I was particularly pleased to see that, with the huge amounts of story left to tell, the season premiere still didn't skimp on the visual brilliance and attention to detail it's become so known for (this is, perhaps, because in addition to binge watching the entire series leading up to the premiere, I've also been binge watching the DVD commentaries, which highlight a lot of the details I didn't notice before, thus giving me a greater appreciation for the cinematography and production). There are the ever-noticeable character color palates, namely Saul Goodman's bold green shirt and Walt and Skylar's matching neutral outfits at the car wash, suggesting an effort on both their parts to assimilate back into the normalcy of calmer life (whether or not they're successfully blending in is up for debate). By symbolizing this effort, the beige tones also imply both characters have accepted the past and are willing to move on from it, and while that's not necessarily a new direction for Walt to take, it's a more full turn for Skylar. She's gone from being uncertain of how to proceed with the knowledge of her husband's transformation to practically being his partner in crime, or at least the aftermath of his crimes.
Other visual standouts - the slow reveal of the White house in the episode's flash forward opening, the top-of-the-car camera shot when Jesse makes it rain in the hood (one of my favorite shots), and the slightly awkward yet very effective placement of the bags of money in the middle of Walt and Jesse during their meeting. The blood money isn't necessarily severing their relationship, but it is a large product of their crimes that they disagree on (Walt sees it as earned income, Jesse feels he's the last person who deserves payment for what they've done).
Again, since there's so much story left to tell in such a small number of episodes, the premiere mostly laid out where the main characters' heads are. The scene at the car wash was so effective in doing this, because it called us back to another popular commercial business on the show, Los Pollos Hermanos. Walt was very "Gus" in his interaction with Lydia, and while there's always been a Walt/Gus comparison, it's even more present here, when Walt is seemingly out of the immediate line of fire and more in control of his life than he has been in the past year. Gus always managed the pull off the "cool, calm, collected" vibe, and we now see Walt able to more easily hide in plain sight and express himself with that same composure Gus did when handling business partners in public. Skylar, on the other hand, pulled more of a "Heisenberg" when giving Lydia the boot, and if this is a sign of her behavior going forward, I don't see her reaching the show's end unscathed...or reaching the show's end at all.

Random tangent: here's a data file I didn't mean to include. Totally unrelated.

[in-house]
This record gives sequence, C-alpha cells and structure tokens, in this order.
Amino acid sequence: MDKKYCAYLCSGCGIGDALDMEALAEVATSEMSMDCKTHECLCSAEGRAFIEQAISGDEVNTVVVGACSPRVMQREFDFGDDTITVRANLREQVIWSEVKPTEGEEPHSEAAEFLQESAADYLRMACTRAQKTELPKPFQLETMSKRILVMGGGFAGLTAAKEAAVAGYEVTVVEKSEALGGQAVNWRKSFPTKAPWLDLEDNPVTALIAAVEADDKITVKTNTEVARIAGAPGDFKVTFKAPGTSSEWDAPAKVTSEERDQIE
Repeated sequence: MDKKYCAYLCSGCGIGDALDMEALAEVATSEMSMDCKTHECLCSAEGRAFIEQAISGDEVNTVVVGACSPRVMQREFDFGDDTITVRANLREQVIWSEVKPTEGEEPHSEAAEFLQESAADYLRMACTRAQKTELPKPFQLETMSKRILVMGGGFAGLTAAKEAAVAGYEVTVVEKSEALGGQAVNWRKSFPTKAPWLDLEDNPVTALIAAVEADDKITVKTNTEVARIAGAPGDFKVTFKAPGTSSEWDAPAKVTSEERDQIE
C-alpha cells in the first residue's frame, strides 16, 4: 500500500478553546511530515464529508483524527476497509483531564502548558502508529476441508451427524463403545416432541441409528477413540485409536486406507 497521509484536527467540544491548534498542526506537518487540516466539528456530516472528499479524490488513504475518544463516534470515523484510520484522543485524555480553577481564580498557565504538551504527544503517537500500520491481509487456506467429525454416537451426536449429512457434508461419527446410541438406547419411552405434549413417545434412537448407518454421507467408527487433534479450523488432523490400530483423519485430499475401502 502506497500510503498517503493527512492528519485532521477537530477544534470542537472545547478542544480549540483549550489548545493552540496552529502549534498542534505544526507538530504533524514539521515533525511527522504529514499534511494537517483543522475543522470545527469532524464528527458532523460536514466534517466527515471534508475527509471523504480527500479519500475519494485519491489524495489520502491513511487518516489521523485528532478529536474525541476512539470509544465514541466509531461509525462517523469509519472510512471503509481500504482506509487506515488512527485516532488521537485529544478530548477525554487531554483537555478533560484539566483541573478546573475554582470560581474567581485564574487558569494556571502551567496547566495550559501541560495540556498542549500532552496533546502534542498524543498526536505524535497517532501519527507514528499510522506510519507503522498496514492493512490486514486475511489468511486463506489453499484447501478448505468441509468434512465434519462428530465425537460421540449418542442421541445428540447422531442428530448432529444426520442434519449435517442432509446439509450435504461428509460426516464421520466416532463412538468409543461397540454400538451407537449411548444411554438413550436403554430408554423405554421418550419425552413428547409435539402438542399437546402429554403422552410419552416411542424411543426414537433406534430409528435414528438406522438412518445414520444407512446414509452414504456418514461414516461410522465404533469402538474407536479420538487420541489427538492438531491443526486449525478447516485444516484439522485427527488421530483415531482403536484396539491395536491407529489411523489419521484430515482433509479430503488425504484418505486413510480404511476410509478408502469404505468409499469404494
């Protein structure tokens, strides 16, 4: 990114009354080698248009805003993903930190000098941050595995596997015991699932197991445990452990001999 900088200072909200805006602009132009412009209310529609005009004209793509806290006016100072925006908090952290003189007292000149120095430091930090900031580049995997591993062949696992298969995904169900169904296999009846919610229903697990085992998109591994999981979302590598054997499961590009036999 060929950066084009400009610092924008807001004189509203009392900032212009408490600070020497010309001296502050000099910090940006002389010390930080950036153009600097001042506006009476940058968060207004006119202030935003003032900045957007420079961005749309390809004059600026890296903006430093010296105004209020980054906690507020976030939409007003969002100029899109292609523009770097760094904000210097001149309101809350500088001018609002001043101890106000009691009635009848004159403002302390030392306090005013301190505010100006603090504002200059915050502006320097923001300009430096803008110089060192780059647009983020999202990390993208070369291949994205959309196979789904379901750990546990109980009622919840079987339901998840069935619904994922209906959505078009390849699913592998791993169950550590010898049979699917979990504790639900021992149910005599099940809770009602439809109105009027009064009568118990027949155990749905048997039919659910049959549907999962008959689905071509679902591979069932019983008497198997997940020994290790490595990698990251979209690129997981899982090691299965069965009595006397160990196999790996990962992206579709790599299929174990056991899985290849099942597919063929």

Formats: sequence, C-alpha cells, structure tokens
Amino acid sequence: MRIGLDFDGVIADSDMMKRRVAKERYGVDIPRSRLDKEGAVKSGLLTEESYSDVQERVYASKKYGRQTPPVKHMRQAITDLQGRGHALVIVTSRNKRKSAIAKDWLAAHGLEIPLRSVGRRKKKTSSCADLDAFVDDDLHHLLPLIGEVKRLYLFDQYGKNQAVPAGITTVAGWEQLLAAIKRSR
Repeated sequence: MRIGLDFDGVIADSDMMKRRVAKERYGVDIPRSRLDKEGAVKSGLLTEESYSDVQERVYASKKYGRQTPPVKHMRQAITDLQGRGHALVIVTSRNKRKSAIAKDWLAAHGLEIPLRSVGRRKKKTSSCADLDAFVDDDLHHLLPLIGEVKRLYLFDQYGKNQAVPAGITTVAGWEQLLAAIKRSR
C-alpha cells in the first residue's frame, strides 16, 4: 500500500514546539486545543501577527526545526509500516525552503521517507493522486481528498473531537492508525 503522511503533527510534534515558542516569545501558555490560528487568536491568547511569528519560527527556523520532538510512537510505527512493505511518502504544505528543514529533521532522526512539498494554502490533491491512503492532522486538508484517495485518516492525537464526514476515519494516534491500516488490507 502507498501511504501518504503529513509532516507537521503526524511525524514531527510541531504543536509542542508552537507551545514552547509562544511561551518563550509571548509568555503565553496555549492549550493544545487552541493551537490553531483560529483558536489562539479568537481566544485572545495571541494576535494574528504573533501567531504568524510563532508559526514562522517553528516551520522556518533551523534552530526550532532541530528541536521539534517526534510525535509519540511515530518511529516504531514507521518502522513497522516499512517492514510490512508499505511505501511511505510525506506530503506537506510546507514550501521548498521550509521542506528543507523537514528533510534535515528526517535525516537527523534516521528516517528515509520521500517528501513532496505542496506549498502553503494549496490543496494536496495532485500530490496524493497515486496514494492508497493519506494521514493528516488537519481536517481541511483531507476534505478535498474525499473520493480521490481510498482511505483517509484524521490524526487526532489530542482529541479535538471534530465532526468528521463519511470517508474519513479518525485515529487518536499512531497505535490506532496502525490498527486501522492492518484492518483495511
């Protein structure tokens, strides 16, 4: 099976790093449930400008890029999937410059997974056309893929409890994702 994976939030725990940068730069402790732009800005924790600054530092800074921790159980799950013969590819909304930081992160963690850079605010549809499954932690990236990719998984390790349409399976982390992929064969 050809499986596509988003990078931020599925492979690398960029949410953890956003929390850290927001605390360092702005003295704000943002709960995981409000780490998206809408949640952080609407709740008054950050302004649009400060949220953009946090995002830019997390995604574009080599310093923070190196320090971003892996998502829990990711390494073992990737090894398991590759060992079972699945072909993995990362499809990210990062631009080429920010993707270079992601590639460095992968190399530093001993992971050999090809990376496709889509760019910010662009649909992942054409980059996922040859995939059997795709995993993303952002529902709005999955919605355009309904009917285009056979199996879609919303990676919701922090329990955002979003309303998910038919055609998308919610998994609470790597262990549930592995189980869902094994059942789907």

I'm on the fence about putting Jesse on suicide watch. It doesn't seem like something in line with what his character would do, as he has, over the course of the series, acquired a handful of newfound "reasons to live", whether they be in the form of a new girlfriend, a girlfriend's son, or....okay, never mind. I'm not able to explain why, but I just don't see him offing himself. That said, if one were to read differently his attempts to give his money away, suicide could feasibly appear on the horizon. It's possible he isn't trying to atone (he's no genius, but surely by now, he's realized it isn't possible), he's simply getting rid of his valuables because he isn't planning to be around much longer. The more I think about how desperate he was to unload his money in this episode, the more I can subscribe to this theory (and the more I want to adopt him and sign him up for therapy and rehab and art classes at a community college - it would solve everything BECAUSE I SAID SO).
I don't have much to say about the final scene that hasn't been said already. I fully approve of its timing - most viewers weren't expecting the Walt/Hank confrontation so soon, but it makes more sense to have it here than anywhere else in the story arc. There was no way Hank would have sat on his discovery for months, and Walt is too smart not to figure out Hank was on to him as soon as he did. It was well played by both actors and every bit as intense as it should have been. As crazy as Walt's argument is, he does have somewhat of a point - prosecuting him would wreck the entire family that is so dear to Hank, and it would likely all be in vain if Walt dies in six months and never gets properly punished the way Hank thinks he should be. It was clear the argument gave Hank pause, and he's got some choices to make that may be fairly easy from the viewer's perspective but obviously aren't, for the "family man" part of him. I don't see the gun in the flash forward being used on Hank, but if Hank decides not to take this fight lying down, I do foresee him bringing Jesse into the picture in some way - either using him to get Walt to be more cooperative or (a less likely scenario, imo) getting him to testify against Walt.
No slowing down from here, I presume.